Structural Unemployment and the Sacrifice of Human Professions
The Luddites weren’t crazy
Since the beginning of the industrial age there has been concern over the hidden dangers of machines. Now, not everyone had a keen mental picture of the Terminator coming to take their life, but plenty of people saw a slightly different threat coming to take their jobs, and they haven’t been entirely out of line to think so.
Many modern thinkers and economists believe that machines don’t actually result in overall job loss. Though looking at the situation with a narrow perspective would show people clearly losing their jobs as they are replaced by machines and computers that can do the same work quicker and more cost-effectively, that picture wouldn’t show what actually can happen to the economy and work environment as a whole.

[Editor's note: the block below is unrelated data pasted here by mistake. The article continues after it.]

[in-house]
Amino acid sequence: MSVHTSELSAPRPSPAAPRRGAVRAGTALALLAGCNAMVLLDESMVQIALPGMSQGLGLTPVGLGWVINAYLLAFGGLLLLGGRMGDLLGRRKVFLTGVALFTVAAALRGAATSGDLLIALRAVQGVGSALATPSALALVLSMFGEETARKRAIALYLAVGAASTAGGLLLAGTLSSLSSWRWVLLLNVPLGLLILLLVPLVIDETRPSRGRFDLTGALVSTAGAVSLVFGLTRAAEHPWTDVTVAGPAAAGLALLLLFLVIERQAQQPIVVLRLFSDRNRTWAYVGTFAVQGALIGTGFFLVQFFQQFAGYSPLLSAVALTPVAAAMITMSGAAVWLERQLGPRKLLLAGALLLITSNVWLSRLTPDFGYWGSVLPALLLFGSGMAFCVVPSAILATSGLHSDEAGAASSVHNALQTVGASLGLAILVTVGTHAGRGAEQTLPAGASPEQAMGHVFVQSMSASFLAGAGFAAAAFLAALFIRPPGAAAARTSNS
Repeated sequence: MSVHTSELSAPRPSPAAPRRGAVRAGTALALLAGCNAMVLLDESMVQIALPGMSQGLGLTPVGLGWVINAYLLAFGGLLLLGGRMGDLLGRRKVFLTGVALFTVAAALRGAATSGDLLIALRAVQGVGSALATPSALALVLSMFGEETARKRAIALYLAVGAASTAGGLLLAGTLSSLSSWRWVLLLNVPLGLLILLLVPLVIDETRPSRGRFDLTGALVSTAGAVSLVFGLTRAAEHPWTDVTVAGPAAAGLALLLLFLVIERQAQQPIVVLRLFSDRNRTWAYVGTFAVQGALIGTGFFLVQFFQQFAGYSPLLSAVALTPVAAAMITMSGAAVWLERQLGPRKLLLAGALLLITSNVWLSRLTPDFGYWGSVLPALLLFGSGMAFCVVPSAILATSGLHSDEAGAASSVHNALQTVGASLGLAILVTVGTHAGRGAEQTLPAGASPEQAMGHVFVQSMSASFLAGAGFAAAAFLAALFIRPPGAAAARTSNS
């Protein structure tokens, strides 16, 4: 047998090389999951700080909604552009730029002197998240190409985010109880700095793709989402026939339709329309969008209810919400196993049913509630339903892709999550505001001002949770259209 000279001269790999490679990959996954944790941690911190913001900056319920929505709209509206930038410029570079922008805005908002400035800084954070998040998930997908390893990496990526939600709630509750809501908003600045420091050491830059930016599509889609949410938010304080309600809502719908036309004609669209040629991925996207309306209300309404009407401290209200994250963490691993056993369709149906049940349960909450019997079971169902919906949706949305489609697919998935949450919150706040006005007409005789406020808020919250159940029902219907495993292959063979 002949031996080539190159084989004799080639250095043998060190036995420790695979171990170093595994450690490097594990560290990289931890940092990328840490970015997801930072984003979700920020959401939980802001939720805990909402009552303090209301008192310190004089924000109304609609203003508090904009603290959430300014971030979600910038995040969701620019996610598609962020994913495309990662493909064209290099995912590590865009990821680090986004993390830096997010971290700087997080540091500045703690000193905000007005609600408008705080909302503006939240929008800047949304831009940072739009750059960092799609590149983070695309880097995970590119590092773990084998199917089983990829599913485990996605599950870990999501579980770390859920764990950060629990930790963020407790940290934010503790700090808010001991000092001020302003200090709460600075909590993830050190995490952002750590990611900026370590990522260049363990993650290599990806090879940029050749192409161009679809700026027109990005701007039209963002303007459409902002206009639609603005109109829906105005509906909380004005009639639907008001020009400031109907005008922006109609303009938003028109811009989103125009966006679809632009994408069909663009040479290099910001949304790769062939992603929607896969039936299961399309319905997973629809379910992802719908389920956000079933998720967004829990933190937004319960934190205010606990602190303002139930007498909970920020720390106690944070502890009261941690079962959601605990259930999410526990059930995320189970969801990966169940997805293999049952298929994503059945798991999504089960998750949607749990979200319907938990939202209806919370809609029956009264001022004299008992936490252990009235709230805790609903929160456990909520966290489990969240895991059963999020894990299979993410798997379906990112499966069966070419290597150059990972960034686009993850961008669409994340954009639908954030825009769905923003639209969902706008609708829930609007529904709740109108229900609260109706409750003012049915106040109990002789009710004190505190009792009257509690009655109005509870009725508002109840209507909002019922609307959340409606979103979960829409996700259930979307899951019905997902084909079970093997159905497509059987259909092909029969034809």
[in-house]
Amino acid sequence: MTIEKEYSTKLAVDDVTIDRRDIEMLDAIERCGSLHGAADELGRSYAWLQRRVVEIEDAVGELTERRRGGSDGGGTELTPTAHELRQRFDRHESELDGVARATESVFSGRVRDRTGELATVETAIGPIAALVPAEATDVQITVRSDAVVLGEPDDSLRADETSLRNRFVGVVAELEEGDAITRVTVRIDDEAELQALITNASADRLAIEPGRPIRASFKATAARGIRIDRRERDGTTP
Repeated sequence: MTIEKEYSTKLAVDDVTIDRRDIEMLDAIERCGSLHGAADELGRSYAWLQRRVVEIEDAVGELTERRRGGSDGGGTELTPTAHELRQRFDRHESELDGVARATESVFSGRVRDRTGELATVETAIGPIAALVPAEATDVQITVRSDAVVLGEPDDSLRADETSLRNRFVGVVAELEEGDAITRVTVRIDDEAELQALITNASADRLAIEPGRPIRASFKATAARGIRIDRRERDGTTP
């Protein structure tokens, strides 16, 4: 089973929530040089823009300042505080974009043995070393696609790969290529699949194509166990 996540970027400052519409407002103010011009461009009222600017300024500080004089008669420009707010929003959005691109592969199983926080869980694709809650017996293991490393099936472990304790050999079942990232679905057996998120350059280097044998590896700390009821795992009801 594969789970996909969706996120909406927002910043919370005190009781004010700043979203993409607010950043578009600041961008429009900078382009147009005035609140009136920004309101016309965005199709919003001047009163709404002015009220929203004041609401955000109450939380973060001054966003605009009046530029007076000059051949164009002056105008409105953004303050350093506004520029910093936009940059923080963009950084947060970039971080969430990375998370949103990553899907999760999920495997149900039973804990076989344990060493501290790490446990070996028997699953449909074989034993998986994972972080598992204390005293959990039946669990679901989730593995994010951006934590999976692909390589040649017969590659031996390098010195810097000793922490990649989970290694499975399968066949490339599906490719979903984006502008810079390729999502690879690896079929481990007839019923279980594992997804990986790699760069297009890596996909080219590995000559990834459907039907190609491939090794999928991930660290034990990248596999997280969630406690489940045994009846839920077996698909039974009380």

According to The Economist, economists have upheld the argument that improving the efficiency of labor — such as by using advanced technology — will ultimately lead to increases in employment. First off, workers at the newly economized companies could start receiving higher wages. From there, those workers with newly fattened wallets would boost the demand for products and services. That increased demand would necessitate new jobs, creating opportunities for any displaced workers.